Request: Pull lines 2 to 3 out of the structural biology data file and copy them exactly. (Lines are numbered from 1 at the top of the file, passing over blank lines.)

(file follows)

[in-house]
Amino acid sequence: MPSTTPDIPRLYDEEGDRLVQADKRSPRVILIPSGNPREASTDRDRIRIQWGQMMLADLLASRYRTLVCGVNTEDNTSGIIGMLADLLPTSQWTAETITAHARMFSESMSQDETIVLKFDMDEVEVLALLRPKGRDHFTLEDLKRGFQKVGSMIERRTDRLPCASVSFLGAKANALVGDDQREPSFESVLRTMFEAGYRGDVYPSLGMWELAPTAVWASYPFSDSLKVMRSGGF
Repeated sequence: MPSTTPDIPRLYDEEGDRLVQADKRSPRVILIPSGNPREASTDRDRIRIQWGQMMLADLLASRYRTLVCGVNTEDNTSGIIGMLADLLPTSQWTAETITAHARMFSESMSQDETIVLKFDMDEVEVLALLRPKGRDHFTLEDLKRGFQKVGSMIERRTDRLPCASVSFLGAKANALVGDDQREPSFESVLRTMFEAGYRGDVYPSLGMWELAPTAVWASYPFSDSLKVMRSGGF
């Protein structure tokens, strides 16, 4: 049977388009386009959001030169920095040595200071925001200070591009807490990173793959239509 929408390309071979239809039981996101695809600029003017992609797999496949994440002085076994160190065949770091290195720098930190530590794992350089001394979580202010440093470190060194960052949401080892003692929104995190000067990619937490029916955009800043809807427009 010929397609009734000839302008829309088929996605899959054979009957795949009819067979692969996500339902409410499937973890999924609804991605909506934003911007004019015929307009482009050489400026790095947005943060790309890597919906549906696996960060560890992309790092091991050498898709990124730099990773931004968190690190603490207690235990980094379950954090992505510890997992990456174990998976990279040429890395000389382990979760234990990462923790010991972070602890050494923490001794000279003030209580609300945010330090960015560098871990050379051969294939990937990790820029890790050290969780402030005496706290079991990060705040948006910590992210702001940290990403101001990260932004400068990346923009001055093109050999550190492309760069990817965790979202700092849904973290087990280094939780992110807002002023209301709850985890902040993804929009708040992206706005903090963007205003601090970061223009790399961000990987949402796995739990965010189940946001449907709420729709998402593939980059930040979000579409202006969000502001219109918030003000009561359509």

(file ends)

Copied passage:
Amino acid sequence: MPSTTPDIPRLYDEEGDRLVQADKRSPRVILIPSGNPREASTDRDRIRIQWGQMMLADLLASRYRTLVCGVNTEDNTSGIIGMLADLLPTSQWTAETITAHARMFSESMSQDETIVLKFDMDEVEVLALLRPKGRDHFTLEDLKRGFQKVGSMIERRTDRLPCASVSFLGAKANALVGDDQREPSFESVLRTMFEAGYRGDVYPSLGMWELAPTAVWASYPFSDSLKVMRSGGF
Repeated sequence: MPSTTPDIPRLYDEEGDRLVQADKRSPRVILIPSGNPREASTDRDRIRIQWGQMMLADLLASRYRTLVCGVNTEDNTSGIIGMLADLLPTSQWTAETITAHARMFSESMSQDETIVLKFDMDEVEVLALLRPKGRDHFTLEDLKRGFQKVGSMIERRTDRLPCASVSFLGAKANALVGDDQREPSFESVLRTMFEAGYRGDVYPSLGMWELAPTAVWASYPFSDSLKVMRSGGF